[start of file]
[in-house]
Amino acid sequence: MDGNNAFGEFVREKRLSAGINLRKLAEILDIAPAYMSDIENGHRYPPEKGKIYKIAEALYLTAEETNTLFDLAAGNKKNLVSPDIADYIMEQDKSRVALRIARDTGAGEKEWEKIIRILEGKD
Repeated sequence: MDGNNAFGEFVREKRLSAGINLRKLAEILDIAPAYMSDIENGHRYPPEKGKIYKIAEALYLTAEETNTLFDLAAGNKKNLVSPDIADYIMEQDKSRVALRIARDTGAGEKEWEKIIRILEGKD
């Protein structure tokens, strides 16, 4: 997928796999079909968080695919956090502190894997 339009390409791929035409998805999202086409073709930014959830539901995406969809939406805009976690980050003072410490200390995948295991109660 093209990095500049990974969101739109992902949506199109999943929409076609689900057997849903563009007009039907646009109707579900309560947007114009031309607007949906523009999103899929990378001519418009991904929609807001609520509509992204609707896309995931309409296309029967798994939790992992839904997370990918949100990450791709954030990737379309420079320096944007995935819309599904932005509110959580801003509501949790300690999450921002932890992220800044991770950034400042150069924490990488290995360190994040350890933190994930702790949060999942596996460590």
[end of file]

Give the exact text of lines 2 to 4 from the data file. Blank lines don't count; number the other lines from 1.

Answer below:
Amino acid sequence: MDGNNAFGEFVREKRLSAGINLRKLAEILDIAPAYMSDIENGHRYPPEKGKIYKIAEALYLTAEETNTLFDLAAGNKKNLVSPDIADYIMEQDKSRVALRIARDTGAGEKEWEKIIRILEGKD
Repeated sequence: MDGNNAFGEFVREKRLSAGINLRKLAEILDIAPAYMSDIENGHRYPPEKGKIYKIAEALYLTAEETNTLFDLAAGNKKNLVSPDIADYIMEQDKSRVALRIARDTGAGEKEWEKIIRILEGKD
């Protein structure tokens, strides 16, 4: 997928796999079909968080695919956090502190894997 339009390409791929035409998805999202086409073709930014959830539901995406969809939406805009976690980050003072410490200390995948295991109660 093209990095500049990974969101739109992902949506199109999943929409076609689900057997849903563009007009039907646009109707579900309560947007114009031309607007949906523009999103899929990378001519418009991904929609807001609520509509992204609707896309995931309409296309029967798994939790992992839904997370990918949100990450791709954030990737379309420079320096944007995935819309599904932005509110959580801003509501949790300690999450921002932890992220800044991770950034400042150069924490990488290995360190994040350890933190994930702790949060999942596996460590």